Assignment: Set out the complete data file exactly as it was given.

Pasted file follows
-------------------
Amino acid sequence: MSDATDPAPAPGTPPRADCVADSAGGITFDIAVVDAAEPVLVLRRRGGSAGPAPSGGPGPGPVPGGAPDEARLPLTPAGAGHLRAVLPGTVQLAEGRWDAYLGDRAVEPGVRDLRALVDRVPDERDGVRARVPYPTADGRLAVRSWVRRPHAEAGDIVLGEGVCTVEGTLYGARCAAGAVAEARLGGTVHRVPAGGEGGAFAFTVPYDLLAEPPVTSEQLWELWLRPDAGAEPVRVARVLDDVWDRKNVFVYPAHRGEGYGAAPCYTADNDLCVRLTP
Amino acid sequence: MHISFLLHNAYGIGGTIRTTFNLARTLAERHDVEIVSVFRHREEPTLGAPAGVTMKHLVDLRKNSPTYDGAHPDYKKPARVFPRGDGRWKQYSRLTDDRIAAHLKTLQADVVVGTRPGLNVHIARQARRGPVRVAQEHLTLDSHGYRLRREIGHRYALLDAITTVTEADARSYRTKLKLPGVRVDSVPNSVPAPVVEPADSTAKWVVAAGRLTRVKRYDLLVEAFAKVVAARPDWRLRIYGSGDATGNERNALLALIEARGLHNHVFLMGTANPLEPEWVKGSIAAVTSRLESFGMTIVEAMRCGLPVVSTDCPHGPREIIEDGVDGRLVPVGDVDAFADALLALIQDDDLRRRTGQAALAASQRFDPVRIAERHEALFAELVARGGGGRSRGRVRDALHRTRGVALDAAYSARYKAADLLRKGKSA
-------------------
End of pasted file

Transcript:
Amino acid sequence: MSDATDPAPAPGTPPRADCVADSAGGITFDIAVVDAAEPVLVLRRRGGSAGPAPSGGPGPGPVPGGAPDEARLPLTPAGAGHLRAVLPGTVQLAEGRWDAYLGDRAVEPGVRDLRALVDRVPDERDGVRARVPYPTADGRLAVRSWVRRPHAEAGDIVLGEGVCTVEGTLYGARCAAGAVAEARLGGTVHRVPAGGEGGAFAFTVPYDLLAEPPVTSEQLWELWLRPDAGAEPVRVARVLDDVWDRKNVFVYPAHRGEGYGAAPCYTADNDLCVRLTP
Amino acid sequence: MHISFLLHNAYGIGGTIRTTFNLARTLAERHDVEIVSVFRHREEPTLGAPAGVTMKHLVDLRKNSPTYDGAHPDYKKPARVFPRGDGRWKQYSRLTDDRIAAHLKTLQADVVVGTRPGLNVHIARQARRGPVRVAQEHLTLDSHGYRLRREIGHRYALLDAITTVTEADARSYRTKLKLPGVRVDSVPNSVPAPVVEPADSTAKWVVAAGRLTRVKRYDLLVEAFAKVVAARPDWRLRIYGSGDATGNERNALLALIEARGLHNHVFLMGTANPLEPEWVKGSIAAVTSRLESFGMTIVEAMRCGLPVVSTDCPHGPREIIEDGVDGRLVPVGDVDAFADALLALIQDDDLRRRTGQAALAASQRFDPVRIAERHEALFAELVARGGGGRSRGRVRDALHRTRGVALDAAYSARYKAADLLRKGKSA